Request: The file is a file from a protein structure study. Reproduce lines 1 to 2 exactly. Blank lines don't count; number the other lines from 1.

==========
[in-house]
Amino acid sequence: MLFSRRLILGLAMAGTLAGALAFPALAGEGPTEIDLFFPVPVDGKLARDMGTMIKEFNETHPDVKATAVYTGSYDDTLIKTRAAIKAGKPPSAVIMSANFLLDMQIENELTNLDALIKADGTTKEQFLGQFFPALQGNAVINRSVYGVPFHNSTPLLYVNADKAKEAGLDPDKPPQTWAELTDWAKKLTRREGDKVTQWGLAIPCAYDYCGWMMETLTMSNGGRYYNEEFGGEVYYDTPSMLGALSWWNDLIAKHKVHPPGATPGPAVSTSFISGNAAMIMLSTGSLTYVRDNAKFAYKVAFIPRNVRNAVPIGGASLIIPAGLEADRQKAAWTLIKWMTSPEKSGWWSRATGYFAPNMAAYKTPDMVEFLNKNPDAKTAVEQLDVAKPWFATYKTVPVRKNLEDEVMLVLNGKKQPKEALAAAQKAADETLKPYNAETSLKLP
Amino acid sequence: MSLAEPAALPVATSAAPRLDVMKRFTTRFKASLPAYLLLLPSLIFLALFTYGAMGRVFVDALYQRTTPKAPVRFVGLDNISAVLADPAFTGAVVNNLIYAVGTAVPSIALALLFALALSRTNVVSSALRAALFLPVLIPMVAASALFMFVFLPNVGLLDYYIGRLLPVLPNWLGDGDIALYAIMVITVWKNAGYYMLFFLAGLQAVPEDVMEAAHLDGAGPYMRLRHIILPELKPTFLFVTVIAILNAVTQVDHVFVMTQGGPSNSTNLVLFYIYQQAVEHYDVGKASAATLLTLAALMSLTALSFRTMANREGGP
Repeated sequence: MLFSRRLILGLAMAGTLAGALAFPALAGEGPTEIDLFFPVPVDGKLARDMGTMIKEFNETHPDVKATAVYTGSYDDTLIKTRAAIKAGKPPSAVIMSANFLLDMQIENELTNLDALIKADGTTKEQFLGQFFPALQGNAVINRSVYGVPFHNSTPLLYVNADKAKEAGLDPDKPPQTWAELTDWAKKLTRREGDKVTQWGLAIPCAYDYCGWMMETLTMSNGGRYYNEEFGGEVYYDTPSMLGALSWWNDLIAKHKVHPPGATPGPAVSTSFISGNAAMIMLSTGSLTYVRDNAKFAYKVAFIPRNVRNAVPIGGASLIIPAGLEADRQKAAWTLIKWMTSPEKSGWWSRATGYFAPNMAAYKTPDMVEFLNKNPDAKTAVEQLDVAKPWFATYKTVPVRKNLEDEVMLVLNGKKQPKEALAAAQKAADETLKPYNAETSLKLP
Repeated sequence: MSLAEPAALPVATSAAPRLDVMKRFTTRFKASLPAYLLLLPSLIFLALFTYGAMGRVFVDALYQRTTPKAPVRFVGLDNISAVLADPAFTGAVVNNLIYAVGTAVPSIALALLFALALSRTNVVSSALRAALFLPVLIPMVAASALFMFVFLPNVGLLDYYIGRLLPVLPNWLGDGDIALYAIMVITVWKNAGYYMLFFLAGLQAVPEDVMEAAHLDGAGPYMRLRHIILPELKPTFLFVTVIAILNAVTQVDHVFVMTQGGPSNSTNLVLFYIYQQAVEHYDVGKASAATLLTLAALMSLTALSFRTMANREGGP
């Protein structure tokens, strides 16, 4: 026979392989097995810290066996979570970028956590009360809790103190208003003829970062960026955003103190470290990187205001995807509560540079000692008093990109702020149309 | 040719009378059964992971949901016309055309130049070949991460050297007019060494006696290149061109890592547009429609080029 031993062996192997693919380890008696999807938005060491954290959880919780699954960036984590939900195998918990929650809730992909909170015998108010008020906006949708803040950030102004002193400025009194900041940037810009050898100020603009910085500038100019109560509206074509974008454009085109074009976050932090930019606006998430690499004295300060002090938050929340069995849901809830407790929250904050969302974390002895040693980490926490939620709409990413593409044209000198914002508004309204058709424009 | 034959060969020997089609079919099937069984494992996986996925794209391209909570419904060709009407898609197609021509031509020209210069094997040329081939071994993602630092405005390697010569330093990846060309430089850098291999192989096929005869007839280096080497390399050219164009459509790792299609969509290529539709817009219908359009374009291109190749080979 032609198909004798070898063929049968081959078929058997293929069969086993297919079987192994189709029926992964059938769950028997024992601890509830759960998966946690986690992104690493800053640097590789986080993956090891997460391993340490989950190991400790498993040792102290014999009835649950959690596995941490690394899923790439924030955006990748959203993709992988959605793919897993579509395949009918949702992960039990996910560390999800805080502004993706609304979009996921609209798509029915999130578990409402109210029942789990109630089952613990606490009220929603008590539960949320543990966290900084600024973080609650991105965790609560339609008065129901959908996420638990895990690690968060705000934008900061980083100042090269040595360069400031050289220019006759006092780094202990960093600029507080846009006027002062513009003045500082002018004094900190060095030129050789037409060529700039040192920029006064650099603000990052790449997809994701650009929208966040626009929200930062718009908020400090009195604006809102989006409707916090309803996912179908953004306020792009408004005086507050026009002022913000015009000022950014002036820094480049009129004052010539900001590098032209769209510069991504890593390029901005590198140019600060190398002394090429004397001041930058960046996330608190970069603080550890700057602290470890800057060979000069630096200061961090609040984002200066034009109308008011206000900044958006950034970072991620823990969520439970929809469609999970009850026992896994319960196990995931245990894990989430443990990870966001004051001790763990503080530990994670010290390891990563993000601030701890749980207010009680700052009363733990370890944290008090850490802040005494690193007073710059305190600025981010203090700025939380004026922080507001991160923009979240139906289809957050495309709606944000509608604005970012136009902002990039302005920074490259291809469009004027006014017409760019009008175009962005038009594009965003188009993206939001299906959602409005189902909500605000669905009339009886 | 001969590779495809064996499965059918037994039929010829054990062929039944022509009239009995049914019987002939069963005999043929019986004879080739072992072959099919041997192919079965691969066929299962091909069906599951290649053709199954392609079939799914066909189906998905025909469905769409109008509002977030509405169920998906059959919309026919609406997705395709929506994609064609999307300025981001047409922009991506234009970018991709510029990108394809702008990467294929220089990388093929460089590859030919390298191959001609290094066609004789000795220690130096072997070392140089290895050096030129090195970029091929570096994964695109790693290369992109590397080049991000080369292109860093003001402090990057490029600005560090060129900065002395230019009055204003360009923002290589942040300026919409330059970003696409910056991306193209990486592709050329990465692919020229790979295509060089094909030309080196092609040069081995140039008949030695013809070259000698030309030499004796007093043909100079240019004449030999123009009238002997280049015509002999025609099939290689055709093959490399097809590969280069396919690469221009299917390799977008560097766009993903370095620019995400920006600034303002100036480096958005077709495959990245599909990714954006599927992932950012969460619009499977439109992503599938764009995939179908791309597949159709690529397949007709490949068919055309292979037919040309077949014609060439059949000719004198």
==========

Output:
[in-house]
Amino acid sequence: MLFSRRLILGLAMAGTLAGALAFPALAGEGPTEIDLFFPVPVDGKLARDMGTMIKEFNETHPDVKATAVYTGSYDDTLIKTRAAIKAGKPPSAVIMSANFLLDMQIENELTNLDALIKADGTTKEQFLGQFFPALQGNAVINRSVYGVPFHNSTPLLYVNADKAKEAGLDPDKPPQTWAELTDWAKKLTRREGDKVTQWGLAIPCAYDYCGWMMETLTMSNGGRYYNEEFGGEVYYDTPSMLGALSWWNDLIAKHKVHPPGATPGPAVSTSFISGNAAMIMLSTGSLTYVRDNAKFAYKVAFIPRNVRNAVPIGGASLIIPAGLEADRQKAAWTLIKWMTSPEKSGWWSRATGYFAPNMAAYKTPDMVEFLNKNPDAKTAVEQLDVAKPWFATYKTVPVRKNLEDEVMLVLNGKKQPKEALAAAQKAADETLKPYNAETSLKLP